Tip of the week: Take ‘social surveys’ – even by the UN – with a hefty pinch of salt
Our writer picks apart the findings of a joint study by the United Nations and China’s foremost think tank
New York is the world’s most competitive city, a survey by the United Nations and China’s foremost think tank has found. Shenzhen was the highest ranked mainland city, while Hong Kong fell six places to 12th, undermined by its record-high property prices.
- SCMP, October 31
I wonder how much the United Nations was involved in the key bits here, when the finer details seem to have come from the state-run Chinese Academy of Social Sciences. But let he who is innocent throw the first stone. I have used the polishing brush myself on occasion.
Let’s start with the line, “undermined by its record high property prices”.
Once again, an outsider looking at Hong Kong has glossed over that 35 per cent of our housing stock consists of public rental flats billed at an average rent of just HK$1,654 per month (US$249), according to the latest Housing Authority (HA) figures.
This is probably the cheapest urban accommodation to be found in any developed city across the globe. “High property prices”?
Another 15 per cent of the housing stock consists of public housing sales made available by the HA to qualified buyers at discounts of 30 to 50 per cent from prevailing market prices. No one much hurting here either.
Most of the remaining stock of 1.15 million private units were bought many years ago by people who still live in these homes and have long paid off their mortgages or carry only marginal repayment obligations.
This leaves us with the sandwich class – that informal term which has emerged in recent years in Singapore and Hong Kong to refer to the middle class – by my guess, perhaps 10 to 15 per cent of our total stock, which was more recently bought at high prices or is leased out at high rents.
Other figures have been quoted on the above by different studies, and please tell me if you have better authority on the breakdown than I have, as I readily admit that mine are rough guesses.
Yet whatever your figures come to, it may affect our competitiveness somewhat – but I very much doubt it will allow us to talk of “undermined.”
Now let’s look at some of the other criteria by which the rankings in this survey were established.
● Technological innovation: The author, a professor Ni Pengfei, tells us that “half of the most competitive cities are American, which shows how far ahead the US is in terms of science and technology”.
How sad then, that our schools all rank high in mathematics and sciences, rather than at the very bottom, as schools in the US do. Let’s dive for the bottom, too, if that’s how to get ahead in science and technology.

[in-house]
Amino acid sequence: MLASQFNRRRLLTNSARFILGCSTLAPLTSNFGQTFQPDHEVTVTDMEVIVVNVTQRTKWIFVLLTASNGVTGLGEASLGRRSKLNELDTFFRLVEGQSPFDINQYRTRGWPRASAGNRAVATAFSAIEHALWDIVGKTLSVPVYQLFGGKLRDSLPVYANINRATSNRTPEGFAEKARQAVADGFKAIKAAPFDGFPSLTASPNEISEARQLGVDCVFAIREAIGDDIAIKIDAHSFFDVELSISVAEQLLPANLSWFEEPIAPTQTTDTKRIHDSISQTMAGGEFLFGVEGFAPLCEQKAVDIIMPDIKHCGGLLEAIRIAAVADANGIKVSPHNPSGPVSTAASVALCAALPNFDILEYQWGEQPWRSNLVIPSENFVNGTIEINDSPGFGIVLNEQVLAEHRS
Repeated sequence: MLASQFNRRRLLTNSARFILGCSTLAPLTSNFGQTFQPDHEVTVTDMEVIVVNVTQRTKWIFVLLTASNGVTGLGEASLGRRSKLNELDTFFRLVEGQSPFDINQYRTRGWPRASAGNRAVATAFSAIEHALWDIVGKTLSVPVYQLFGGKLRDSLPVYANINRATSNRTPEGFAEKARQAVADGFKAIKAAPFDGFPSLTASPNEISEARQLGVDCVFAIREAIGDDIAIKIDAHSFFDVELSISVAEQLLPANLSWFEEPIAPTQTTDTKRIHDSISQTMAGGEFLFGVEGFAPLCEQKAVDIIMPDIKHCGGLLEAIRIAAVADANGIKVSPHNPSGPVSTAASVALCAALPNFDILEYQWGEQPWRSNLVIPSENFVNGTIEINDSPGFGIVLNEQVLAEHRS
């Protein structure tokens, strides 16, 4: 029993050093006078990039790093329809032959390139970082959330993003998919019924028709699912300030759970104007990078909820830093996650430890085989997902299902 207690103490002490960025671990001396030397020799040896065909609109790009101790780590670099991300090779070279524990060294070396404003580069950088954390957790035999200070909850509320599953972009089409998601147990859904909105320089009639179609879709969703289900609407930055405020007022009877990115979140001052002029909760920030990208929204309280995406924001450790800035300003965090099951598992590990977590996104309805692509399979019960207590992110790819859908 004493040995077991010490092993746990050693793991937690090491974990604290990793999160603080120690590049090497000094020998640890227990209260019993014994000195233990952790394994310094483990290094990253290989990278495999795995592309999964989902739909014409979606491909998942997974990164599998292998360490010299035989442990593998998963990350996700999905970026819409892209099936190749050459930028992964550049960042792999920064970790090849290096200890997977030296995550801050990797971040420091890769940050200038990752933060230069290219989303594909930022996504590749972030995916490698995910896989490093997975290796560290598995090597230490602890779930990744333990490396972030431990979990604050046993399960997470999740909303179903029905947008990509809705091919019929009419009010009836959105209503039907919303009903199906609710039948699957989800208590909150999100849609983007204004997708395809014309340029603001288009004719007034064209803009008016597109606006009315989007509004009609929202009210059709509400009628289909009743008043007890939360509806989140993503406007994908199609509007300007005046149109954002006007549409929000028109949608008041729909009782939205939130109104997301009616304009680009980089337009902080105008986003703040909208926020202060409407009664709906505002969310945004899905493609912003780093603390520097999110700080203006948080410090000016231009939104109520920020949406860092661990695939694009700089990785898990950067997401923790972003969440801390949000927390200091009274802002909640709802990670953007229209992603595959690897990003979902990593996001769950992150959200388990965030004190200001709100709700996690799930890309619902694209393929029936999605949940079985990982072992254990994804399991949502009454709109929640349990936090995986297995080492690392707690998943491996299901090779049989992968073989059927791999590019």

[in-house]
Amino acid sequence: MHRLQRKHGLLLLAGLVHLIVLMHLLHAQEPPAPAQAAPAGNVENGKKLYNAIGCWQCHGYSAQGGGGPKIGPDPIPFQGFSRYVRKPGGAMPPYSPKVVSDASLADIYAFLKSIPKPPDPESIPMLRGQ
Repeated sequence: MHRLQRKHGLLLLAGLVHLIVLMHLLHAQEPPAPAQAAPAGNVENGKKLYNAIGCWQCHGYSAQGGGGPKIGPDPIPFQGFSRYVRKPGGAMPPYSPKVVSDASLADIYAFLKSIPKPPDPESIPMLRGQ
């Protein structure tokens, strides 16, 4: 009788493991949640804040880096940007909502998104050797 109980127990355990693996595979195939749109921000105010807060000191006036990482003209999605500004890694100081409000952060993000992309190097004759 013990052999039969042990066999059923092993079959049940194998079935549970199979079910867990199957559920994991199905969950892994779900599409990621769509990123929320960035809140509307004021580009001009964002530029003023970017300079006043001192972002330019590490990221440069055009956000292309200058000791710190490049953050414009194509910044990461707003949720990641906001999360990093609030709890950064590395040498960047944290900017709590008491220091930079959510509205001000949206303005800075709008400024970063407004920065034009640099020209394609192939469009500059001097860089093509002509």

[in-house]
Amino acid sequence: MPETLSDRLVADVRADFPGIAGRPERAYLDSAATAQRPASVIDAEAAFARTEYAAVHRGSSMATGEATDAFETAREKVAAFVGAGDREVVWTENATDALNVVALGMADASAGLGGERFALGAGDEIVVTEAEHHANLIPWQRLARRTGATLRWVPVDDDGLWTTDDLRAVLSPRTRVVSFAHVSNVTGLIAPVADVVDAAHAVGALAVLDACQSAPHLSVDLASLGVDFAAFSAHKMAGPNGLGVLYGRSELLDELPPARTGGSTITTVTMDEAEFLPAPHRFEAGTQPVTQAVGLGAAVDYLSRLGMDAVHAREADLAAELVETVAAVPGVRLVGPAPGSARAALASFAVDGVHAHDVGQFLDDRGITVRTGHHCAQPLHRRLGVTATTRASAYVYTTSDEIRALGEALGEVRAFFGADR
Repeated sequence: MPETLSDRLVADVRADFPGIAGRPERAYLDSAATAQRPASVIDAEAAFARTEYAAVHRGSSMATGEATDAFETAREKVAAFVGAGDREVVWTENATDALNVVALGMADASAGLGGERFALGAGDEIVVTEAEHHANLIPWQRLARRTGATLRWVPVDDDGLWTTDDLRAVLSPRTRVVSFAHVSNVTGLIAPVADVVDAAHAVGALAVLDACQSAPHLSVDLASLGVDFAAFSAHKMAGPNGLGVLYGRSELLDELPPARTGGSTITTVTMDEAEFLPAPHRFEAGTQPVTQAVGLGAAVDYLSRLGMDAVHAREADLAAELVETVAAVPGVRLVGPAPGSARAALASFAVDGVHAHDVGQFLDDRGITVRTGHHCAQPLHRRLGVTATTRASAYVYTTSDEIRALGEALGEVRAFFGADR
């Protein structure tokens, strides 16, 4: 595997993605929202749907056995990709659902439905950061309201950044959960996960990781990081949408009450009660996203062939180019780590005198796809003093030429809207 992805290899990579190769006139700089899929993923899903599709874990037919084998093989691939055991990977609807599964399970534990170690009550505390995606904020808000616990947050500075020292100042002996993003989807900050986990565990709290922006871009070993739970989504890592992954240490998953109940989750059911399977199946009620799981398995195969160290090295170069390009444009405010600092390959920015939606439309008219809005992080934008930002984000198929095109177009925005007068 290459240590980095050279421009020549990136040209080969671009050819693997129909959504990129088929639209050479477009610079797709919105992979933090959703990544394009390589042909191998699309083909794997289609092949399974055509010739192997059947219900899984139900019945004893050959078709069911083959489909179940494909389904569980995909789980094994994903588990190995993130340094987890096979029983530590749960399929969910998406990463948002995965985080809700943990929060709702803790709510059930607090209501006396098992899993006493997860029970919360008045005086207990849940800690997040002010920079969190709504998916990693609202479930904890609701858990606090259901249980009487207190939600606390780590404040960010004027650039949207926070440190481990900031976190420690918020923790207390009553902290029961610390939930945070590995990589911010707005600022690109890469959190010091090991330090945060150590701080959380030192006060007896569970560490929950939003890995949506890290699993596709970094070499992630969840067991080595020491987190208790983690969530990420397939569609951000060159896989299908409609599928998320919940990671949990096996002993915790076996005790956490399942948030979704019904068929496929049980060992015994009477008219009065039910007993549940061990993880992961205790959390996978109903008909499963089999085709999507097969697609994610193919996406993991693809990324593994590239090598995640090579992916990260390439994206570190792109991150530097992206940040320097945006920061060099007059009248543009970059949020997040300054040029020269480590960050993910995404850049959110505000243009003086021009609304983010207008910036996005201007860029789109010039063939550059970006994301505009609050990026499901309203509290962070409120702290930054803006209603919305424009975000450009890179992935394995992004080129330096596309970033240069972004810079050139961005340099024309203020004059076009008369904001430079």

Methinks I see another blind worshipper at the altar of Silicon Valley. The fact is that Hong Kong over the last 30 years has made a huge adjustment from a manufacturing to a services economy. That’s innovation for you.
On the other hand we could all turn into app writers giving people smartphone tools on where to find the cheapest nearby restaurant. That’s technology for you. Just look at Science Park and Cyberport.
● Global connectivity: The real point here is not whether the means exist but whether you can use them. Try to connect to Google in Shenzhen. When my daughter lived in Beijing we used to refer to China as “Narnia” and Xi Jinping as “Aslan” in emails, just to make sure they didn’t get chopped going through.
It is getting steadily worse, too. Global connectivity comes with open borders. These ones have been closing recently on ideas, on money and on people. Only consumer rubbish for American big box stores gets through unhindered.
● Productivity relative to population size: If this is a roundabout way someone has of telling me that smaller countries are more productive than larger ones, let’s hear him state the obvious conclusion through a loudhailer on the streets of Beijing, and see how long he escapes prison for having advocated the break-up of China.
I just don’t see, however, what productivity has to do with population size. It is instead closely determined by whether it operates within a market economy or not. There is definitely a lesson here for political systems but no room for lame excuses about population numbers.
Social surveys! Do you hear a dismissive tone in the way I say that? Yes, your hearing is good.